27 April 2012

Rain, Rain Go Away ........

Well, the last 10 days have been a total washout. There has been torrential rain, flooding and some truly awesome thunder storms. Sadly, this has meant that gardening has been off the agenda and the only time I ventured into the garden in the last few days was to tip the large puddles off the top of my makeshift polybed in a vain attempt to stop it squishing my poor tomato plants. While I appreciate that the rain is much needed to avoid a major drought, it's very depressing because I have been trying to put up my polytunnel for the last month. (The picture is one I took of the polytunnel that was on display in the shop before I bought it) Sadly, it's still sitting in it's enormous box in the hallway waiting for a fine day to put it up. Fingers crossed it's soon because I'm running out of room for my seedlings :-(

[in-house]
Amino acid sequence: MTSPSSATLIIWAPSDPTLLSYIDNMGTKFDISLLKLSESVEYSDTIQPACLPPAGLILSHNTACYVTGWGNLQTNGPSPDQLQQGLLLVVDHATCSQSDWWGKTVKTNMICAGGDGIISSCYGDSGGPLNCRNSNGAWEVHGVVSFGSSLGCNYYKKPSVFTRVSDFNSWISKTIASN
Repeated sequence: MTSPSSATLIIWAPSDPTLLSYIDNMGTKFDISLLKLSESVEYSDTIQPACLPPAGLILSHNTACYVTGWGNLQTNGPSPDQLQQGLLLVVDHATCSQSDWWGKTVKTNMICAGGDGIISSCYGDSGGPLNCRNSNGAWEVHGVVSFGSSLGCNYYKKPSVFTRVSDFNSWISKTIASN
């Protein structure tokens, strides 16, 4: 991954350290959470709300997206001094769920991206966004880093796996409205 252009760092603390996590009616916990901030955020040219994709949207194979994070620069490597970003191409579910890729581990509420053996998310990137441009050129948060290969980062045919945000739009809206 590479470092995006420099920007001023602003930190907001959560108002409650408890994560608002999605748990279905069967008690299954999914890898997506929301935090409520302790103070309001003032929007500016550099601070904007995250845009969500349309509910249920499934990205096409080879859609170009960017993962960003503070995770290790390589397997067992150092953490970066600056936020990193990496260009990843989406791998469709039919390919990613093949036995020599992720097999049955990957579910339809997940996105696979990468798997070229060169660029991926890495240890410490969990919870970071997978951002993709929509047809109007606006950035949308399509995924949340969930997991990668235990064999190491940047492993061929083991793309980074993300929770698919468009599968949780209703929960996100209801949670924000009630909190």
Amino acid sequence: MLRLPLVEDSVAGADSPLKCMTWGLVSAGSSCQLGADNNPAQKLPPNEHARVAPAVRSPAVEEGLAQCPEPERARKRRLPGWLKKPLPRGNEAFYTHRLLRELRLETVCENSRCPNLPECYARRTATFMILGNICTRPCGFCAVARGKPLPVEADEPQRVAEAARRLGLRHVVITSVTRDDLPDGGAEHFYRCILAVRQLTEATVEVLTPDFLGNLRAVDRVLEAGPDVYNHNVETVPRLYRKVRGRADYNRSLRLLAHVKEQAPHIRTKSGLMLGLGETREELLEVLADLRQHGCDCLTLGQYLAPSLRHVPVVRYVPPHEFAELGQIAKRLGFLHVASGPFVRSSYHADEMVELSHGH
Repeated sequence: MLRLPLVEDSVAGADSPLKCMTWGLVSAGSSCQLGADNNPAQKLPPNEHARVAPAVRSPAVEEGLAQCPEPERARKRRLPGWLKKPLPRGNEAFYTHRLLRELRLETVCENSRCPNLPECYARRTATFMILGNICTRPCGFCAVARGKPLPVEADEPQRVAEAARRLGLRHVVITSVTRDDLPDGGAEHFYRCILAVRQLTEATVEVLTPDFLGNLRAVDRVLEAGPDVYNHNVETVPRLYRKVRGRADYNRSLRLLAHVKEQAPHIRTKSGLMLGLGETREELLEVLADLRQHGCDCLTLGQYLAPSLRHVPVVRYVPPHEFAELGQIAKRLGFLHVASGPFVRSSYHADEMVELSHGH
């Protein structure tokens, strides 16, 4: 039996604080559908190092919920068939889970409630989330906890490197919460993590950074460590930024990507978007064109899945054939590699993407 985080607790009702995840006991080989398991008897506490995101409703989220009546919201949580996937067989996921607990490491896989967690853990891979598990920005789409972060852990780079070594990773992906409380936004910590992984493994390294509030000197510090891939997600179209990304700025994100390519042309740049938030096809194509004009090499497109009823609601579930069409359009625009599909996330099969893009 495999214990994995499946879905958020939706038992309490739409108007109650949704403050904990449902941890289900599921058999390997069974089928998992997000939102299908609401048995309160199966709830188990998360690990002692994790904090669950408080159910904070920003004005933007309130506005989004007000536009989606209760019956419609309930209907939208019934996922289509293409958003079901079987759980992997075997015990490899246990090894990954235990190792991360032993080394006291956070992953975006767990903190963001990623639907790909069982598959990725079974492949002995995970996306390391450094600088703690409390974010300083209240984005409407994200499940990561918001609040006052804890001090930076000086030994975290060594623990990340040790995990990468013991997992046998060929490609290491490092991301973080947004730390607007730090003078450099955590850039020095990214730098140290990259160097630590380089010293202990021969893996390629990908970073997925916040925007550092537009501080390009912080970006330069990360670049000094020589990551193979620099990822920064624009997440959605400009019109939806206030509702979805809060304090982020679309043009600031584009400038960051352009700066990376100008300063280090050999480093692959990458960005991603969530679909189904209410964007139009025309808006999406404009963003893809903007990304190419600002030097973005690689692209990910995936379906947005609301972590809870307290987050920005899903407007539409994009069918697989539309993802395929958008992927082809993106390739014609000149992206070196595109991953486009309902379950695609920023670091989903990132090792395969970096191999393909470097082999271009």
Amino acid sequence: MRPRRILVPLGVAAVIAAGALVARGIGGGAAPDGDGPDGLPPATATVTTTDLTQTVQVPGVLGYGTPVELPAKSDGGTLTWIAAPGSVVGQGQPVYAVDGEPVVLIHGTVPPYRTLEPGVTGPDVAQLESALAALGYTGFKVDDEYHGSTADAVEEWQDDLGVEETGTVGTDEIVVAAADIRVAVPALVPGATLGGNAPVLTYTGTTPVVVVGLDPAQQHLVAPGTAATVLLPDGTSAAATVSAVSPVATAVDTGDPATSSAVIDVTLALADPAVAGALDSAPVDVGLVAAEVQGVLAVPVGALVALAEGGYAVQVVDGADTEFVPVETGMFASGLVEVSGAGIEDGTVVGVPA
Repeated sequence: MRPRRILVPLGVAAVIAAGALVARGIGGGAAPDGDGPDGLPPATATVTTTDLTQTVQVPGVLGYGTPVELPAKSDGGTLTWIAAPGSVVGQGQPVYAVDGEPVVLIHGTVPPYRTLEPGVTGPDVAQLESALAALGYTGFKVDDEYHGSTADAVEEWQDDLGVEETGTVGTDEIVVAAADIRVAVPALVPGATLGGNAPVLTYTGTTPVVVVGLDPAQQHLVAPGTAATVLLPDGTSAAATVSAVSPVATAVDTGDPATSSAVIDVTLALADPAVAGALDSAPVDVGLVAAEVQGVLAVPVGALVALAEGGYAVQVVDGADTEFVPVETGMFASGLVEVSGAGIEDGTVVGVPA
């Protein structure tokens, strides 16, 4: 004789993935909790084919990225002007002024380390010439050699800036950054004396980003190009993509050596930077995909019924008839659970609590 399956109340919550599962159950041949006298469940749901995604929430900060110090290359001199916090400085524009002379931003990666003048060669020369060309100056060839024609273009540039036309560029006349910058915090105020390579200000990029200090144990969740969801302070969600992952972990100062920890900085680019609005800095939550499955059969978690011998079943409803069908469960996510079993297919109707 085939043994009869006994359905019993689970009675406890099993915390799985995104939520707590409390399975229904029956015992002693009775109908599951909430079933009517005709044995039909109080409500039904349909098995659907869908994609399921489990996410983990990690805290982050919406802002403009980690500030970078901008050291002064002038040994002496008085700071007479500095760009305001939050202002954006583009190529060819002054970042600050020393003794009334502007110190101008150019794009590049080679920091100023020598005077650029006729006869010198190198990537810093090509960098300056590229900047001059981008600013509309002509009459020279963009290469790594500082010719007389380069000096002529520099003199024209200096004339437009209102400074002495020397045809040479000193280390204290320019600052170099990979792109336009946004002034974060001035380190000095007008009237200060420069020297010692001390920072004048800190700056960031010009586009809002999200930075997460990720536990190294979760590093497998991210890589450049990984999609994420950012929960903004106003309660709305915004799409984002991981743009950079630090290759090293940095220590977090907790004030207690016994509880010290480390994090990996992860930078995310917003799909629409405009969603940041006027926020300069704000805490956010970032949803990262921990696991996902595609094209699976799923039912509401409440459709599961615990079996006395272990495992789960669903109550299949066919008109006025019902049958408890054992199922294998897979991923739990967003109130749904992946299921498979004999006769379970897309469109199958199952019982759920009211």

11 April 2012

A Fence, A Flower Bed, Some Veg And An Electric Cable